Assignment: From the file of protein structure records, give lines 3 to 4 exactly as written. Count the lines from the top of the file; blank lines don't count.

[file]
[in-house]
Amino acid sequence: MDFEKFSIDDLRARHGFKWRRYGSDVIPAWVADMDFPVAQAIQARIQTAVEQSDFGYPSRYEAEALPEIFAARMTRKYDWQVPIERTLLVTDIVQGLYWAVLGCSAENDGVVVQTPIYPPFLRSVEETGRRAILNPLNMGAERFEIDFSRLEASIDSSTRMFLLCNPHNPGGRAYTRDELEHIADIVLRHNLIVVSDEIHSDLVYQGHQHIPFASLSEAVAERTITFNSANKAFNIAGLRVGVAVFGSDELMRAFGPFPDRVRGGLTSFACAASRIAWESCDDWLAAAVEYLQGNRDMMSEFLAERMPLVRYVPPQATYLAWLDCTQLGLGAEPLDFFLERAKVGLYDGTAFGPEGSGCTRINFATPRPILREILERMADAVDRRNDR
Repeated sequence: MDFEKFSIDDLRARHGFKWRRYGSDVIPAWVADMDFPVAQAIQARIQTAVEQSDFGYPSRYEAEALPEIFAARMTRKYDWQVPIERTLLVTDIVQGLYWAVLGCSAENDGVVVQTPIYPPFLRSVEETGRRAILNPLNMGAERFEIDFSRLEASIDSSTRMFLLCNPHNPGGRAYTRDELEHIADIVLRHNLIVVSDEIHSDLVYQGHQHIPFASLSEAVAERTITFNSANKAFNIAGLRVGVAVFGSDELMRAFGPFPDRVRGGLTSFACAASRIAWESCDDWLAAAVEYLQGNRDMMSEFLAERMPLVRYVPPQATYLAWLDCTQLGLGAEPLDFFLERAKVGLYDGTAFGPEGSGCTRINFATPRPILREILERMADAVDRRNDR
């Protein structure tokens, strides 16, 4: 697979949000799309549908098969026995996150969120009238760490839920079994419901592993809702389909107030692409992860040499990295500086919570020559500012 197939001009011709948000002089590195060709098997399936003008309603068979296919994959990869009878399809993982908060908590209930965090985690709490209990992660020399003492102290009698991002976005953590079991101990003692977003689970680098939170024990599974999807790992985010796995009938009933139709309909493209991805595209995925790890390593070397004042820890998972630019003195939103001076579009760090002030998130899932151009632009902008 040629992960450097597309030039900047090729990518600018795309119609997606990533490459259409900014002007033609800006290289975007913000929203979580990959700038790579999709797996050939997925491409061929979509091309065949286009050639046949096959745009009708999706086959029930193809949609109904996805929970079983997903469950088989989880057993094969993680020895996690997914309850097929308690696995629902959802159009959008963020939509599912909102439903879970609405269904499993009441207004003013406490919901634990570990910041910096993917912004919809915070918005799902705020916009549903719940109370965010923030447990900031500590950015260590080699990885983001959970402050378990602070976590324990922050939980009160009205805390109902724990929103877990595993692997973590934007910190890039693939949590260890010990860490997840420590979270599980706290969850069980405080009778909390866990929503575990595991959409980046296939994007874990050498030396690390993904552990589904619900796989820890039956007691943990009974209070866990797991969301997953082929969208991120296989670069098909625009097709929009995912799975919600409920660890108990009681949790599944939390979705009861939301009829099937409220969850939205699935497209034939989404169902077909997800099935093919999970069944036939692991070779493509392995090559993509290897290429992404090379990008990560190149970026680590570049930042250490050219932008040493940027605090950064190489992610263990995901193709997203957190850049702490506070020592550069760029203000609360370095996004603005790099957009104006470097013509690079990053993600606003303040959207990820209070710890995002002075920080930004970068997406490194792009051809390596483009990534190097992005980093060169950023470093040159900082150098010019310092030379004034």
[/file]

Repeated sequence: MDFEKFSIDDLRARHGFKWRRYGSDVIPAWVADMDFPVAQAIQARIQTAVEQSDFGYPSRYEAEALPEIFAARMTRKYDWQVPIERTLLVTDIVQGLYWAVLGCSAENDGVVVQTPIYPPFLRSVEETGRRAILNPLNMGAERFEIDFSRLEASIDSSTRMFLLCNPHNPGGRAYTRDELEHIADIVLRHNLIVVSDEIHSDLVYQGHQHIPFASLSEAVAERTITFNSANKAFNIAGLRVGVAVFGSDELMRAFGPFPDRVRGGLTSFACAASRIAWESCDDWLAAAVEYLQGNRDMMSEFLAERMPLVRYVPPQATYLAWLDCTQLGLGAEPLDFFLERAKVGLYDGTAFGPEGSGCTRINFATPRPILREILERMADAVDRRNDR
């Protein structure tokens, strides 16, 4: 697979949000799309549908098969026995996150969120009238760490839920079994419901592993809702389909107030692409992860040499990295500086919570020559500012 197939001009011709948000002089590195060709098997399936003008309603068979296919994959990869009878399809993982908060908590209930965090985690709490209990992660020399003492102290009698991002976005953590079991101990003692977003689970680098939170024990599974999807790992985010796995009938009933139709309909493209991805595209995925790890390593070397004042820890998972630019003195939103001076579009760090002030998130899932151009632009902008 040629992960450097597309030039900047090729990518600018795309119609997606990533490459259409900014002007033609800006290289975007913000929203979580990959700038790579999709797996050939997925491409061929979509091309065949286009050639046949096959745009009708999706086959029930193809949609109904996805929970079983997903469950088989989880057993094969993680020895996690997914309850097929308690696995629902959802159009959008963020939509599912909102439903879970609405269904499993009441207004003013406490919901634990570990910041910096993917912004919809915070918005799902705020916009549903719940109370965010923030447990900031500590950015260590080699990885983001959970402050378990602070976590324990922050939980009160009205805390109902724990929103877990595993692997973590934007910190890039693939949590260890010990860490997840420590979270599980706290969850069980405080009778909390866990929503575990595991959409980046296939994007874990050498030396690390993904552990589904619900796989820890039956007691943990009974209070866990797991969301997953082929969208991120296989670069098909625009097709929009995912799975919600409920660890108990009681949790599944939390979705009861939301009829099937409220969850939205699935497209034939989404169902077909997800099935093919999970069944036939692991070779493509392995090559993509290897290429992404090379990008990560190149970026680590570049930042250490050219932008040493940027605090950064190489992610263990995901193709997203957190850049702490506070020592550069760029203000609360370095996004603005790099957009104006470097013509690079990053993600606003303040959207990820209070710890995002002075920080930004970068997406490194792009051809390596483009990534190097992005980093060169950023470093040159900082150098010019310092030379004034």